First Bay Area case of West Nile virus detected in bird

OAKLAND (KRON) — The first case of the West Nile Virus in the Bay Area has been detected for this year.

A bird found dead in Oakland has tested positive for the virus.

Alameda County Officials say the West Nile virus is endemic to the area.

The officials say standing water including catchbasins, storm drain systems, and swimming pools continue to be a mosquito breeding issue.

The county asks that anyone who has an unmaintained swimming pool to inform the county so the proper treatment can be made.

“West Nile virus is endemic to Alameda County,” Laboratory Director Eric Haas-Stapleton, PhD said. “We will continue to eliminate mosquitoes that spread the virus, but we need the public to help by reducing mosquito breeding sites. Dump and drain or tightly cover containers that have standing water to reduce mosquitoes around your house and workplace.”

As of July 14, California has had 71 dead birds, 17 sentinel chickens, 681 mosquito samples, and 4 humans test positive for West Nile virus.

That number is higher than this time last year.

RESOURCES:

Reduce the risk of contracting mosquito-borne diseases by following these guidelines:

• DUMP/DRAIN standing water on your property because that is where mosquitoes develop.
• DAWN/DUSK is when mosquito activity peaks, limit outdoor activities during this time.
• DEFEND yourself from mosquito bites by wearing long pants and long-sleeved shirts and apply insect repellent containing EPA-registered active ingredients such as DEET, Picaridin, IR3535, or Oil of lemon eucalyptus.
• DOOR/window screens should be in good repair with no tears or holes.

Here is more information from the Alameda County Mosquito Abatement District:

West Nile virus is transmitted to people and animals through the bite of an infected mosquito.  There is no cure for West Nile virus.  Approximately one in five people who are infected with West Nile virus will develop symptoms such as fever, headache, body aches, joint pains, vomiting, or rash.  Less than one percent will develop a serious neurological illness such as encephalitis or meningitis.  Adults over 50 years old and people with compromised immune systems are at increased risk of serious complications.  Anyone who develops symptoms should seek medical care immediately.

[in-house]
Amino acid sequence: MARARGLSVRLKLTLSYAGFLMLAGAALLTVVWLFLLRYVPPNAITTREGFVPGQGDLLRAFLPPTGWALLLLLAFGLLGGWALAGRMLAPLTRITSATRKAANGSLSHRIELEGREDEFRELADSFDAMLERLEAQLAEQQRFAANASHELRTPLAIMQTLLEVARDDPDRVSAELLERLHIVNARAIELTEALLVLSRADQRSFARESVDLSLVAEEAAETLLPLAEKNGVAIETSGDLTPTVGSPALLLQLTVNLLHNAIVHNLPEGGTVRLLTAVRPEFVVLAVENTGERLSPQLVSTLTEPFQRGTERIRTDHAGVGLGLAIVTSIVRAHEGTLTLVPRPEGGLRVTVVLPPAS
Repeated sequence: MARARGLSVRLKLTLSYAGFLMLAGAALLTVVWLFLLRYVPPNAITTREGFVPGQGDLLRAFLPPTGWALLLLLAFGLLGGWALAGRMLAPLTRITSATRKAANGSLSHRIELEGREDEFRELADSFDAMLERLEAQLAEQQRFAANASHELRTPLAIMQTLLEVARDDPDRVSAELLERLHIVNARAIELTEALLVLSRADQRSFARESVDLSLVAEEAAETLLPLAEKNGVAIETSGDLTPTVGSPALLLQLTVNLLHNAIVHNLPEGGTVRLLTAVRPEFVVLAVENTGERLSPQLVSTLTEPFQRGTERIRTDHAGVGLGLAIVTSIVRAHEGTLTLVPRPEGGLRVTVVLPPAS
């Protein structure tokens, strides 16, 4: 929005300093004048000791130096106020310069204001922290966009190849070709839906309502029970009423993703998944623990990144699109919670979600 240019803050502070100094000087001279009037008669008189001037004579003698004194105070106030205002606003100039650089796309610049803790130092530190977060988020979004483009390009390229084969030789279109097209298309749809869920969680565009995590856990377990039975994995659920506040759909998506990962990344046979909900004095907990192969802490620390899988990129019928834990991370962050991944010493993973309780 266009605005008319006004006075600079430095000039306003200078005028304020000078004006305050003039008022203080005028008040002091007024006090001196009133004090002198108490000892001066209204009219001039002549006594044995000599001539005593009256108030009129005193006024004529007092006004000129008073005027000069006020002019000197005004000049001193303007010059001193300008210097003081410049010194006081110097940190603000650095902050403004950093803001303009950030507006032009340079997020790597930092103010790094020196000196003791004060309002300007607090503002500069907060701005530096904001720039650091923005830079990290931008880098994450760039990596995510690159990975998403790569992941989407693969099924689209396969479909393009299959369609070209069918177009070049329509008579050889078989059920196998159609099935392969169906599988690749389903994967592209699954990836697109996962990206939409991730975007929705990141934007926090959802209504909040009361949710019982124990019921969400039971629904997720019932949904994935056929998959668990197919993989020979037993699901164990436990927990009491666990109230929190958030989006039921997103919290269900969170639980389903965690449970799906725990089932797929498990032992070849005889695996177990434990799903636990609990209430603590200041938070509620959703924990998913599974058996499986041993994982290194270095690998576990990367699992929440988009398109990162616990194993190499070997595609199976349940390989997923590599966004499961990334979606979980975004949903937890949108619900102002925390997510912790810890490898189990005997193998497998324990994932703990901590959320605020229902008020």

Horses are very susceptible to West Nile virus and vaccines are available.  Horse owners are advised to contact their veterinarians regarding timely vaccinations.

For information about mosquitoes, West Nile virus, or to request any of the District services visit www.mosquitoes.org or call (510) 783-7744. Residents can also request mosquitofish for their fish ponds, horse troughs, or neglected swimming pools at the the District office located in Hayward at 23187 Connecticut St.  For information concerning West Nile virus symptoms, prevention or testing please contact the Alameda County Public Health Department at (510) 267-8001.

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